Skip to main content
Open this photo in gallery:

A Grade 2 classroom is shown at Hunter's Glen Junior Public School in Toronto, on Sept. 14, 2020.Nathan Denette/The Canadian Press

Only in the past two weeks has the Saskatchewan government started shipping rapid COVID-19 tests to schools. Alberta piloted a rapid testing program in two schools late last month. And in Ontario, some regions have sent take-home testing kits with students, while others direct families to pharmacies and testing centres.

More than a year into the pandemic, one thing is clear: Provincial governments do not have a consistent plan when it comes to COVID-19 testing of students and school staff.

“Certainly testing would have gone a long way to early detection and potentially prevent the need to move online,” said Patrick Maze, head of the Saskatchewan Teachers’ Federation.

Several school divisions in his province, including Regina Public Schools, have temporarily switched to remote learning as concern grows around recent COVID-19 infections and the spread of variants. In Ontario, where some educators have called for a move back to remote learning to curb the spread of the virus, Education Minister Stephen Lecce said on Thursday that schools would remain open and that he would introduce new safety measures shortly.

There is worry in some quarters that COVID-19 testing of students and staff – one of the measures that has been promoted as a way to keep schools open during the pandemic – hasn’t been properly rolled out, if at all, by provincial governments. In Quebec, for example, there is no plan for systematic use of asymptomatic testing in schools, and public-health officials have been reluctant to deploy rapid tests because they are less accurate.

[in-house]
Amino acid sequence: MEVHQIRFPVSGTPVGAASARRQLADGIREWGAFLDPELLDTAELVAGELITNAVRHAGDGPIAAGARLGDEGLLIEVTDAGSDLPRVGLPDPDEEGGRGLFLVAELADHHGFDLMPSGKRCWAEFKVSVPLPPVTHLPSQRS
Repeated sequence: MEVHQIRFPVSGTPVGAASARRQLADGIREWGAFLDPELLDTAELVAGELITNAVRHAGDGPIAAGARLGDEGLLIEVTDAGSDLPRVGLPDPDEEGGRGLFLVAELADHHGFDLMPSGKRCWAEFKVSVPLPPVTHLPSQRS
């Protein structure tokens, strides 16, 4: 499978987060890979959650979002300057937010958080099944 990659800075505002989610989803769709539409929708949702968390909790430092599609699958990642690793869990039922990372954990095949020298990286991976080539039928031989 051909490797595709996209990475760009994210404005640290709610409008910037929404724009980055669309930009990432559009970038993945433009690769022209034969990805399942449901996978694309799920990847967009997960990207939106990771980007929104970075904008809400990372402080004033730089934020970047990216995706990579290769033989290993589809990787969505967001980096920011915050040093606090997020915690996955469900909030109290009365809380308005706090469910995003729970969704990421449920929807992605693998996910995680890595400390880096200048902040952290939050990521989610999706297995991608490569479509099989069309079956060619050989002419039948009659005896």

Moderna, Pfizer, AstraZeneca or Johnson & Johnson: Which COVID-19 vaccine will I get in Canada?

Canada pre-purchased millions of doses of seven different vaccine types, and Health Canada has approved four so far for the various provincial and territorial rollouts. All the drugs are fully effective in preventing serious illness and death, though some may do more than others to stop any symptomatic illness at all (which is where the efficacy rates cited below come in).


  • Also known as: Comirnaty
  • Approved on: Dec. 9, 2020
  • Efficacy rate: 95 per cent with both doses in patients 16 and older, and 100 per cent in 12- to 15-year-olds
  • Traits: Must be stored at -70 C, requiring specialized ultracold freezers. It is a new type of mRNA-based vaccine that gives the body a sample of the virus’s DNA to teach immune systems how to fight it. Health Canada has authorized it for use in people as young as 12.


  • Also known as: SpikeVax
  • Approved on: Dec. 23, 2020
  • Efficacy rate: 94 per cent with both doses in patients 18 and older, and 100 per cent in 12- to 17-year-olds
  • Traits: Like Pfizer’s vaccine, this one is mRNA-based, but it can be stored at -20 C. It’s approved for use in Canada for ages 12 and up.


  • Also known as: Vaxzevria
  • Approved on: Feb. 26, 2021
  • Efficacy rate: 62 per cent two weeks after the second dose
  • Traits: This comes in two versions approved for Canadian use, the kind made in Europe and the same drug made by a different process in India (where it is called Covishield). The National Advisory Committee on Immunization’s latest guidance is that its okay for people 30 and older to get it if they can’t or don’t want to wait for an mRNA vaccine, but to guard against the risk of a rare blood-clotting disorder, all provinces have stopped giving first doses of AstraZeneca.


  • Also known as: Janssen
  • Approved on: March 5, 2021
  • Efficacy rate: 66 per cent two weeks after the single dose
  • Traits: Unlike the other vaccines, this one comes in a single injection. NACI says it should be offered to Canadians 30 and older, but Health Canada paused distribution of the drug for now as it investigates inspection concerns at a Maryland facility where the active ingredient was made.